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So here's the tale-you all know the weather story, and Terry's Michigan cold front showed up after Earl went to Nova Scotia, we were expecting plenty of breeze and plenty of build through the day. Motored up with Mainsail up, bagels etc. start was a little confusing with couple of classes lumped in and a 5 minute postponement, got it sorted out, decent start, up with the 3/4 oz.-great pics of the kite set at the start in the flickr photos on the vineyard site, Bingo and Will at the mast look like the marines at Iwo Jima. Boat is flying along, following sea, 20 to 25 average breeze, things start to build, bigger waves bigger sea, Cain takes the crew through a couple of chinese jibes, boat laying in the water, kite wrapped on the headstay, get it sorted out and pull down the 3/4, back up with a no. 4-still flying at 8 knots, JT calls for Big Red, smaller shoulders makes sense to the addled guy at the helm, hoist it up, pole halfway to the headstay real low and real tight, the fucker is perfect, much more controllable and the breeze keeps building. JT calls for the helm, thank god says the skipper, and Kyle, that bullrider from Texas and he take SS on a ride to Seaflower that was spectacular-wiped out one more time but considering the big breeze, saw it up to 37 or so and the bigger waves building in, and the number of wipeouts we saw from some very impressive sailors, including Carina going bareheaded, blowing up chutes, wrapping headstays for 1/2 an hour, dismasted Shock 40's and at least 5 other exploded kites, we all done good. Everything was so intense as the boat was moving so fast, saw over 15 actual boat speed, not just speed over ground, that there was no relaxation anywhere. We duct-taped a funnel and a length of tubing to JT's leg so he wouldn't have to leave the helm to take a leak. Past Stratford Shoals in two hours, made it to the turning mark at Seaflower at 7:18-baked ziti and meatballs were cooked up, eaten and put away beforehand cause we knew the upcoming beat was gonna be misery. We rounded with Galadriel, Carina, Vamp, Partnership -all big, well-sailed boats who we saw with various levels of distress and pain. Felt like we were crawling with the 4 as we went past the mouth of the Race, went to the 3 with a double-reef, got around PI, the second turning mark and the beat back began in earnest. Cain back on the helm, Walter and then Jared get hit with the mal de mer, current turning now against the breeze and felt like we were back on the Bermuda delivery, waves crashing over the boat, can't see a fucking thing in the moonless darkness, port tack running between the waves is nice, starboard puts you square into them, then they get bigger and winds are climbing back over 30, JT calls for a tack at 6 Mile reef, only three up, now with bodies below trying to sleep, Walt in the fetal position rolling around the cockpit, we go over and one of the big reef waves just picks the boat up, slams her down up the hottub in the cockpit and autotacks us back into the waves-at this point, Cain on the helm, looking at over 6 speed on the rhumbline and figuring the enemy he knows is in front of him, rather than the other tack with the enemy coming out of the darkness unannounced on the beam is the lesser of two evils-JT figures Cain is a lost cause and goes to bed, we plow on, actually making some decent speed with the big breeze but hard work, hard work, get the next watch, as it were, up at 2 a.m., a few extra hands and the wind and waves have quieted a bit, on the other side of the reef now, so we finally tack over and head for CT, west of Falkner's however, not East. This, of course, all looks like the fatal blunder, keeping the boat out there in the worst of it rather than getting over to CT, gave up some hours to the fleet but who knows. Kyle on the helm for a bit lets me actually close my eyes for, I dunno, 30 minutes, and boat keeps moving along, tacking between CT shore and midpoint of our rhumblines on Expedition, wind calming down a bit, shake one reef. 6 oclock bodies roll up, amazing to see bodies sleeping on the rail with all the motion of the boat flipping them around but completely gone to the world. Tack tack tack, JT comes back to life and back on the helm, tack tack tack, shake the next reef, wind bouncing anywhere from 12 to 25, waves down to little 1 to 3 footers , lots of boats around but we know from the racetracker that Ripple has climbed ahead of us, very disappointing. Meanwhile, we check yachtscoring to see who has finished and I see SS listed as DNS! Email race committee, text message Ray Redniss and both get back to me within minutes, paperwork error, Shooting Star next to Siren Song on the list, S Star got checked instead of S Song-error fixed, crew exhales, finish the race, cocktails, lunch etc. cruise back on a glorious day, bit of boat cleanup -slept like death. Finish boat cleanup at 3 today and then go pick up a second place pickledish, when we had the fucking Vineyard trophy sitting there ripe for plucking-Vamp Carina Partnership Galadriel are like 3,4,5,6 in the fleet so if we had hung in, should have corrected out over them huge. Mea culpa, self-flagellation, wtf. Yacht racing. Thanks to all who made it happen Great race though, 24 hours Exhilaration, Excruciation,Exhalation, Exhaustion.

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So here's the tale-you all know the weather story, and Terry's Michigan cold front showed up after Earl went to Nova Scotia, we were expecting plenty of breeze and plenty of build through the day. Motored up with Mainsail up, bagels etc. start was a little confusing with couple of classes lumped in and a 5 minute postponement, got it sorted out, decent start, up with the 3/4 oz.-great pics of the kite set at the start in the flickr photos on the vineyard site, Bingo and Will at the mast look like the marines at Iwo Jima. Boat is flying along, following sea, 20 to 25 average breeze, things start to build, bigger waves bigger sea, Cain takes the crew through a couple of chinese jibes, boat laying in the water, kite wrapped on the headstay, get it sorted out and pull down the 3/4, back up with a no. 4-still flying at 8 knots, JT calls for Big Red, smaller shoulders makes sense to the addled guy at the helm, hoist it up, pole halfway to the headstay real low and real tight, the fucker is perfect, much more controllable and the breeze keeps building. JT calls for the helm, thank god says the skipper, and Kyle, that bullrider from Texas and he take SS on a ride to Seaflower that was spectacular-wiped out one more time but considering the big breeze, saw it up to 37 or so and the bigger waves building in, and the number of wipeouts we saw from some very impressive sailors, including Carina going bareheaded, blowing up chutes, wrapping headstays for 1/2 an hour, dismasted Shock 40's and at least 5 other exploded kites, we all done good. Everything was so intense as the boat was moving so fast, saw over 15 actual boat speed, not just speed over ground, that there was no relaxation anywhere. We duct-taped a funnel and a length of tubing to JT's leg so he wouldn't have to leave the helm to take a leak. Past Stratford Shoals in two hours, made it to the turning mark at Seaflower at 7:18-baked ziti and meatballs were cooked up, eaten and put away beforehand cause we knew the upcoming beat was gonna be misery. We rounded with Galadriel, Carina, Vamp, Partnership -all big, well-sailed boats who we saw with various levels of distress and pain. Felt like we were crawling with the 4 as we went past the mouth of the Race, went to the 3 with a double-reef, got around PI, the second turning mark and the beat back began in earnest. Cain back on the helm, Walter and then Jared get hit with the mal de mer, current turning now against the breeze and felt like we were back on the Bermuda delivery, waves crashing over the boat, can't see a fucking thing in the moonless darkness, port tack running between the waves is nice, starboard puts you square into them, then they get bigger and winds are climbing back over 30, JT calls for a tack at 6 Mile reef, only three up, now with bodies below trying to sleep, Walt in the fetal position rolling around the cockpit, we go over and one of the big reef waves just picks the boat up, slams her down up the hottub in the cockpit and autotacks us back into the waves-at this point, Cain on the helm, looking at over 6 speed on the rhumbline and figuring the enemy he knows is in front of him, rather than the other tack with the enemy coming out of the darkness unannounced on the beam is the lesser of two evils-JT figures Cain is a lost cause and goes to bed, we plow on, actually making some decent speed with the big breeze but hard work, hard work, get the next watch, as it were, up at 2 a.m., a few extra hands and the wind and waves have quieted a bit, on the other side of the reef now, so we finally tack over and head for CT, west of Falkner's however, not East. This, of course, all looks like the fatal blunder, keeping the boat out there in the worst of it rather than getting over to CT, gave up some hours to the fleet but who knows. Kyle on the helm for a bit lets me actually close my eyes for, I dunno, 30 minutes, and boat keeps moving along, tacking between CT shore and midpoint of our rhumblines on Expedition, wind calming down a bit, shake one reef. 6 oclock bodies roll up, amazing to see bodies sleeping on the rail with all the motion of the boat flipping them around but completely gone to the world. Tack tack tack, JT comes back to life and back on the helm, tack tack tack, shake the next reef, wind bouncing anywhere from 12 to 25, waves down to little 1 to 3 footers , lots of boats around but we know from the racetracker that Ripple has climbed ahead of us, very disappointing. Meanwhile, we check yachtscoring to see who has finished and I see SS listed as DNS! Email race committee, text message Ray Redniss and both get back to me within minutes, paperwork error, Shooting Star next to Siren Song on the list, S Star got checked instead of S Song-error fixed, crew exhales, finish the race, cocktails, lunch etc. cruise back on a glorious day, bit of boat cleanup -slept like death. Finish boat cleanup at 3 today and then go pick up a second place pickledish, when we had the fucking Vineyard trophy sitting there ripe for plucking-Vamp Carina Partnership Galadriel are like 3,4,5,6 in the fleet so if we had hung in, should have corrected out over them huge. Mea culpa, self-flagellation, wtf. Yacht racing. Thanks to all who made it happen Great race though, 24 hours Exhilaration, Excruciation,Exhalation, Exhaustion.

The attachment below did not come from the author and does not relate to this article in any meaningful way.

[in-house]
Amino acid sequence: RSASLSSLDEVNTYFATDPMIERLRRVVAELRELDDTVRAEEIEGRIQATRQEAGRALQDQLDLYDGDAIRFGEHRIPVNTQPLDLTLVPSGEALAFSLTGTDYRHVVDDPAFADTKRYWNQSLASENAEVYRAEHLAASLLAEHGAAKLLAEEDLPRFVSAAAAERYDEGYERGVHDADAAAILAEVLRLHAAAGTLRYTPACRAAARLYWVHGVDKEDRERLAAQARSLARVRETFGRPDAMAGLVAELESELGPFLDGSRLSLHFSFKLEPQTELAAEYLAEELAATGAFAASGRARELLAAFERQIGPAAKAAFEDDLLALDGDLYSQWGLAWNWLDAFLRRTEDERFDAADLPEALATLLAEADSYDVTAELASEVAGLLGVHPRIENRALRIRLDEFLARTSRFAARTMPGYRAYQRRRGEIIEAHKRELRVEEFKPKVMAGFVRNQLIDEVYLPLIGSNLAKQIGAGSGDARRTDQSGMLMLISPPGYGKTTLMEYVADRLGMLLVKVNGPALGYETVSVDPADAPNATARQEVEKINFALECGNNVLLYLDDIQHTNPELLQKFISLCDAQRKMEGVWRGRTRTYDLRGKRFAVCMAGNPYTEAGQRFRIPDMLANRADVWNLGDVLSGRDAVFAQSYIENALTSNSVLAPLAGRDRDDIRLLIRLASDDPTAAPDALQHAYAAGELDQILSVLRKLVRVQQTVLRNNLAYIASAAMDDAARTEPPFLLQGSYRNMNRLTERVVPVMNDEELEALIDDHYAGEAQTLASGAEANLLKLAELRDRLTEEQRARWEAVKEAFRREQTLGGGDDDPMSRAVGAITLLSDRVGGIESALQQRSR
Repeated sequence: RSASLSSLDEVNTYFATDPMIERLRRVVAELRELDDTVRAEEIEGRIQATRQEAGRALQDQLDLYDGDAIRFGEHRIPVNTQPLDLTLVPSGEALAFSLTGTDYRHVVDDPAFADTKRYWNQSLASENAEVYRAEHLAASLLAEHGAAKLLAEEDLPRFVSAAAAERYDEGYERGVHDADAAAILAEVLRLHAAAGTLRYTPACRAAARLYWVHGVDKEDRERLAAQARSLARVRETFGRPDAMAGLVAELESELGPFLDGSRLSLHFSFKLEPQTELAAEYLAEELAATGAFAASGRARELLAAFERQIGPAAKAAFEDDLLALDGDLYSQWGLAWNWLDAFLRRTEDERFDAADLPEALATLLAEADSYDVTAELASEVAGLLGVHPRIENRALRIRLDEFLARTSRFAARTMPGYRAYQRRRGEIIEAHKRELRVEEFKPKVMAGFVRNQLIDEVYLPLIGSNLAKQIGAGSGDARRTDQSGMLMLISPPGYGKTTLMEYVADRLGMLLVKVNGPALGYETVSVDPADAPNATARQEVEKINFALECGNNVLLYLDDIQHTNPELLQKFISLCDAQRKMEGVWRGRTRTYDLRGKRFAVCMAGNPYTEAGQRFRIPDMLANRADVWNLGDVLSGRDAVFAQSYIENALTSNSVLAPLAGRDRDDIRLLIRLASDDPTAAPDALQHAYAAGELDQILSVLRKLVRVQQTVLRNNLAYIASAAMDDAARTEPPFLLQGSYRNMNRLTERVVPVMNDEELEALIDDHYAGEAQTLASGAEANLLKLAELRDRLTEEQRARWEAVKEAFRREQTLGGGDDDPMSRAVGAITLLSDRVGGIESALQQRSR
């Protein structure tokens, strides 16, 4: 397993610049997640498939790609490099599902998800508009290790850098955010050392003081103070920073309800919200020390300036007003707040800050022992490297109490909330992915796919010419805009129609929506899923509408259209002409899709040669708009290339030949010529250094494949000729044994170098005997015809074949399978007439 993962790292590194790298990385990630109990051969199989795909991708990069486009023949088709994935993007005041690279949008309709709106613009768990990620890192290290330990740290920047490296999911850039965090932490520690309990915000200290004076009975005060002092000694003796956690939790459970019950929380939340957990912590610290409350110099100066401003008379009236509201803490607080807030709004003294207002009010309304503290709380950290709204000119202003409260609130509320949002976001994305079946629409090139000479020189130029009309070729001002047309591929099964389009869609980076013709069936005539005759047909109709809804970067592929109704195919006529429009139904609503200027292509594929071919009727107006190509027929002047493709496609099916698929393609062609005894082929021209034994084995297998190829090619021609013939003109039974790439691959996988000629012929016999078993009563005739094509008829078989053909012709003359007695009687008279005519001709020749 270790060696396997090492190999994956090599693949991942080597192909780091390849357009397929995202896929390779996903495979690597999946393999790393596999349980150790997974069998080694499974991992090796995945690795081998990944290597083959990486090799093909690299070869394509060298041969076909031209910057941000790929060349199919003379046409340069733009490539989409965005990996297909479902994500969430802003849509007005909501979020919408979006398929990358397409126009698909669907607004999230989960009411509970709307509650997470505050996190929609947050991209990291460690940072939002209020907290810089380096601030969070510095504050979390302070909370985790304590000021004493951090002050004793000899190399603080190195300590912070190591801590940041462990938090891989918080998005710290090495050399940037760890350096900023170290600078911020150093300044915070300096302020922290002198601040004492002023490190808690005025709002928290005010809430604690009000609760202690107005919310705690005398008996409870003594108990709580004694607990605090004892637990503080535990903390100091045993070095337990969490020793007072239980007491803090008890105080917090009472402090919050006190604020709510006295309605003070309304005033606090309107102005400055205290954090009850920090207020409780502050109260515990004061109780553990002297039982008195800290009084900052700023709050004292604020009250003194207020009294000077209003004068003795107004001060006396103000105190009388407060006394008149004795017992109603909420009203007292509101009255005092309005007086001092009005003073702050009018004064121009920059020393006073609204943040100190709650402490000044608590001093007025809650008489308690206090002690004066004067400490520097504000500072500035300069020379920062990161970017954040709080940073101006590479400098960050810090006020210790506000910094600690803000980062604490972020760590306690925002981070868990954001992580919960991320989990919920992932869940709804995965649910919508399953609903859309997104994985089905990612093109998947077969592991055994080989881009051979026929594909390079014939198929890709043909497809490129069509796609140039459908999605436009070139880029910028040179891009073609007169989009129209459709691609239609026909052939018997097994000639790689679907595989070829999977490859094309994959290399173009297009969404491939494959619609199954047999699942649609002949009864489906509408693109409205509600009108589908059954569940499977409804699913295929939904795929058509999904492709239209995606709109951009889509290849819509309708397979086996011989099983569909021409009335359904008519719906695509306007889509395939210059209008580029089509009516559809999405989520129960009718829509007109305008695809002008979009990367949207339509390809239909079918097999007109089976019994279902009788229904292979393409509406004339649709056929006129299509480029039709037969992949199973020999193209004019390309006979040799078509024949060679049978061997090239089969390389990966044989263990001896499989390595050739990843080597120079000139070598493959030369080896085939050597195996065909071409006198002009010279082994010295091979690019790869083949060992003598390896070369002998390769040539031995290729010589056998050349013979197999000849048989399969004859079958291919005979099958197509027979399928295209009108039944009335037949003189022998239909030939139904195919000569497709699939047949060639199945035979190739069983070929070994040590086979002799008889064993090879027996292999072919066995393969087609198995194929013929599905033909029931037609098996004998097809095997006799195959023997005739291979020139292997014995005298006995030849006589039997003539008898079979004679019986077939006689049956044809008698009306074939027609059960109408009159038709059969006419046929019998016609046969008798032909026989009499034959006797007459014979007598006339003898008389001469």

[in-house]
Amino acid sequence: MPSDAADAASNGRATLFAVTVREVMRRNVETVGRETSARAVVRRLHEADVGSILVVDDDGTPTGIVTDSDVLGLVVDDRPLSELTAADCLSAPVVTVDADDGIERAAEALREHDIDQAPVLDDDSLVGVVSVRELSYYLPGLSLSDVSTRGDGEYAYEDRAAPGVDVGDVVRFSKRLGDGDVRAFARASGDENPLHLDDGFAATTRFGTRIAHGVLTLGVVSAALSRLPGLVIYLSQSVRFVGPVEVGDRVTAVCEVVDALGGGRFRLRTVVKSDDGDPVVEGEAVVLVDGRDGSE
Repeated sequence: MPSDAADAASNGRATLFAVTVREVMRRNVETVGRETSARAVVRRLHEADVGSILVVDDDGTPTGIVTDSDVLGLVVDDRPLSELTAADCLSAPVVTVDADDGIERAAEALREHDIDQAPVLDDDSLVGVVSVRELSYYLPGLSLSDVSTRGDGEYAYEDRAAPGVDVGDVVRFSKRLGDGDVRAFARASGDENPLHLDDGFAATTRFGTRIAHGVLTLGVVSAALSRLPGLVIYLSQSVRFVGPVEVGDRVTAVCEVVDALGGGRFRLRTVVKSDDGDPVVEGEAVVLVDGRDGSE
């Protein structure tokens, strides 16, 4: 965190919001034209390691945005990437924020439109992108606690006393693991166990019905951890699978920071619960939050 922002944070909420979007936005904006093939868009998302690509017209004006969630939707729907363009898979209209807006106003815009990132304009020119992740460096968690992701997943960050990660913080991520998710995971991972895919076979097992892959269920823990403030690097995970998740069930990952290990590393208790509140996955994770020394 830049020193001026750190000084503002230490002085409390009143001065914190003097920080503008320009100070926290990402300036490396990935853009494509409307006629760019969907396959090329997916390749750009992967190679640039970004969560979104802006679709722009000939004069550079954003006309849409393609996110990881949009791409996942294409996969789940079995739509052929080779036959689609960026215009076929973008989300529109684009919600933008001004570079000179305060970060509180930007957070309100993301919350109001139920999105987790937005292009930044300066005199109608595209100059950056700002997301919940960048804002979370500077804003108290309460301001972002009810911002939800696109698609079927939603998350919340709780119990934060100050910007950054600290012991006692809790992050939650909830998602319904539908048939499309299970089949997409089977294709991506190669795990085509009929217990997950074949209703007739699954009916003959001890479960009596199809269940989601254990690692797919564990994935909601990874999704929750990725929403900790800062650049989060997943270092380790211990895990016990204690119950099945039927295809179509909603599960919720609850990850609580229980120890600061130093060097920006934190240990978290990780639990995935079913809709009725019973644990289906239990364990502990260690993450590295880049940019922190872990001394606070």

Great recap! One thing we should have done different was made sure the hot meal was served before Seaflower....big mistake. Figured I could hand up the meal in bowls and crew eat on the rail like we normally do....not! Thank goodness we had plenty of sandwich meat/cheese/bread and lots of protein snacks. Body sore as hell today but incredibly my post race workout at the gym was easy...go figure.

 

Be at awards tonite...I'll have JT introduce us.